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Efficacy and safety of supraclavicular and pectoralis nerve blocks as primary peri-procedural analgesia for cardiac electronic device implantation: A pilot study.

BACKGROUND: Cardiac implantable electronic devices (CIEDs) are routinely implanted using intravenous drugs for sedation. However, some patients are poor candidates for intravenous sedation.

OBJECTIVE: We present a case series demonstrating the safety and efficacy of a novel, ultrasound-guided nerve block technique that allows for pre-pectoral CIED implantation. The targets are the supraclavicular nerve (SCN) and pectoral nerve (PECS1).

METHODS: We enrolled 20 patients who were planned for new CIED implantation. Following US-localization of the SCN and PECS1, local anesthetic (LA) was instilled at least 30-60 min pre-procedure. Successful nerve block was determined if < 5 mL of intraprocedural LA was used, along with lack of sensation with skin and deep tissue pinprick. Optional sedation was offered to patients' pre-procedure if discomfort was reported.

RESULTS: Seventeen patients (85%) had a successful periprocedural nerve block, with only three patients exceeding 5 mL of LA. SCN and PECS1 success occurred in 19 (95%) and 18 (90%) patients, respectively. The overall success of nerve block by fulfilling all the criteria was demonstrated in 17 out of 20 patients (85%). Patients who reported no pain (VAS score = 0) were distributed as follows: 13 patients (65%) in the immediate post-procedure interval, 18 patients (90%) at the 1 h post-implant interval, and 14 patients (70%) at the 24 h post- implant interval. The median cumulative VAS score was 0 (IQR = 0 - 1). There were no reported significant adverse effects.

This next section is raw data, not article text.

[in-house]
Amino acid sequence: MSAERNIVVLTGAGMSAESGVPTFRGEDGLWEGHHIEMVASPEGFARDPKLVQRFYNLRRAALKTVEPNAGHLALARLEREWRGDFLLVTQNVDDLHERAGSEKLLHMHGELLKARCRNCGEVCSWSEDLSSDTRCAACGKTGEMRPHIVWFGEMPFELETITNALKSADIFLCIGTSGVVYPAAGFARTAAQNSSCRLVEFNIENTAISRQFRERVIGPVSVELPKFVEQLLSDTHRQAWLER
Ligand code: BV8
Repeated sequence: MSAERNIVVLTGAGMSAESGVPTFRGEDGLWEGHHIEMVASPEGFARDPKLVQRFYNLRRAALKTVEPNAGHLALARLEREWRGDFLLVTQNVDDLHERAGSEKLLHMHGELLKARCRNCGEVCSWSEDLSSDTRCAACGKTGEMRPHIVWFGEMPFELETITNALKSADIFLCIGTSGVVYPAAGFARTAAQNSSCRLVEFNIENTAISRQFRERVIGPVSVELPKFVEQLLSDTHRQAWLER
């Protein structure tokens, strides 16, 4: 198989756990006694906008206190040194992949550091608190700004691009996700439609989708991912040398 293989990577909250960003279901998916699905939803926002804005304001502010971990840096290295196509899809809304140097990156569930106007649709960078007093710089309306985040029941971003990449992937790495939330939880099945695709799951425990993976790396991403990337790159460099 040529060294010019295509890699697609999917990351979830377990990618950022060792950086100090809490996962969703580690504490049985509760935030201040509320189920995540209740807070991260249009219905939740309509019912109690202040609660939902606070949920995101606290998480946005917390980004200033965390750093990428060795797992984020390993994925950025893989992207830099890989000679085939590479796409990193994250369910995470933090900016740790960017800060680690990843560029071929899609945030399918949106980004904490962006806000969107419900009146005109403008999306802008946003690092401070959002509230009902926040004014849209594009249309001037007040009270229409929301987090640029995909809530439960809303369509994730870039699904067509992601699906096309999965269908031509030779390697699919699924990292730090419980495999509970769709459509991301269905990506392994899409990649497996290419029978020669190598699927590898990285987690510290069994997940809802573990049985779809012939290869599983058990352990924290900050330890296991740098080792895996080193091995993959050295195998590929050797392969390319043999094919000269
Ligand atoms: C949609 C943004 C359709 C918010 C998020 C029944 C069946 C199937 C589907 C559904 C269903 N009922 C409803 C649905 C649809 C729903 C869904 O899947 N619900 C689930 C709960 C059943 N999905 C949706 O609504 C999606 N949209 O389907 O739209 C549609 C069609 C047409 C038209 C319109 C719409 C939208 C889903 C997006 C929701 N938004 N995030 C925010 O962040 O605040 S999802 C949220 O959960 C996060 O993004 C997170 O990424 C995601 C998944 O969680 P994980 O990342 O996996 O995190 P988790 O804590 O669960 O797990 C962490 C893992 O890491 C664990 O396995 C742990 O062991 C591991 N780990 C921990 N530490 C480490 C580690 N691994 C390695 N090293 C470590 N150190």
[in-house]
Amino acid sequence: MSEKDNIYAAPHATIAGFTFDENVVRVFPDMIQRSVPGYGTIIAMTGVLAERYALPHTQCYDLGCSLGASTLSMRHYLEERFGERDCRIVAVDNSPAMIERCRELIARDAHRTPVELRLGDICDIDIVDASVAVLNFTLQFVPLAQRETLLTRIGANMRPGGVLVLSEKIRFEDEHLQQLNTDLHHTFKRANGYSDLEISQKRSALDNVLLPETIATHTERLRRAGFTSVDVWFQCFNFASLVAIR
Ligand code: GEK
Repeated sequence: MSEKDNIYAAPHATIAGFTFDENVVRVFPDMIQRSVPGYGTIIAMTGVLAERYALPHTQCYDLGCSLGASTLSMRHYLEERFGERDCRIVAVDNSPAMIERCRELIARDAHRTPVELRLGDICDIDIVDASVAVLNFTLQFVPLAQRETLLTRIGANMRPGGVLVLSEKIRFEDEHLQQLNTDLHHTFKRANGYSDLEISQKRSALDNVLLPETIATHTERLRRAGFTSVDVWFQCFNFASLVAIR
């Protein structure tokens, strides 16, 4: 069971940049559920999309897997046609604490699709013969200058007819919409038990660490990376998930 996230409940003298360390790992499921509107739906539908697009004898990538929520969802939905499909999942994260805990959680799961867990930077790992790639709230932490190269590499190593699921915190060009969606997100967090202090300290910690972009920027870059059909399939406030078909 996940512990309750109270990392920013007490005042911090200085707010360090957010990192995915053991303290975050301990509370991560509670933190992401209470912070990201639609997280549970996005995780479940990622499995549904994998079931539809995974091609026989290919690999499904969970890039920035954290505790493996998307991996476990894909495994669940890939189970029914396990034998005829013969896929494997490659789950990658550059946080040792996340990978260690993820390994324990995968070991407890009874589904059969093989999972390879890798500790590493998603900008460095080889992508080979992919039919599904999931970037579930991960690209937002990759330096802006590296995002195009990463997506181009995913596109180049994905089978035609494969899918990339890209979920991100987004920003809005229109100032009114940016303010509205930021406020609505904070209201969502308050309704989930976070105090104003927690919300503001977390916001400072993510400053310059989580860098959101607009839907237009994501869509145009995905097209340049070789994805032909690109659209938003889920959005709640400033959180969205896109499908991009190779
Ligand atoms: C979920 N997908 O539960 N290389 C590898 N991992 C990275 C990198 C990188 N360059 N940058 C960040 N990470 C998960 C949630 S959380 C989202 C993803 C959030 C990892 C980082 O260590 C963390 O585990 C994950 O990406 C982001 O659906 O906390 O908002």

CONCLUSION: SCN and PECS1 nerve blocks are safe and effective for patients undergoing CIED implantation to minimize or eliminate the use of intravenous sedation.

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